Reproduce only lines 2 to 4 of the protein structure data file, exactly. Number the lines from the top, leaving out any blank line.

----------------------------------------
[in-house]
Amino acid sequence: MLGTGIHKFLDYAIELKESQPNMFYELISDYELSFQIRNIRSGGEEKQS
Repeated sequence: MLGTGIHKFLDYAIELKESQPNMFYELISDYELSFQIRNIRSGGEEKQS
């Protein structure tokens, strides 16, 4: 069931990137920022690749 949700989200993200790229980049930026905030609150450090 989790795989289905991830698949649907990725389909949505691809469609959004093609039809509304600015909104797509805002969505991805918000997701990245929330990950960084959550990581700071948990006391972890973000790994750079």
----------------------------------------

Amino acid sequence: MLGTGIHKFLDYAIELKESQPNMFYELISDYELSFQIRNIRSGGEEKQS
Repeated sequence: MLGTGIHKFLDYAIELKESQPNMFYELISDYELSFQIRNIRSGGEEKQS
């Protein structure tokens, strides 16, 4: 069931990137920022690749 949700989200993200790229980049930026905030609150450090 989790795989289905991830698949649907990725389909949505691809469609959004093609039809509304600015909104797509805002969505991805918000997701990245929330990950960084959550990581700071948990006391972890973000790994750079």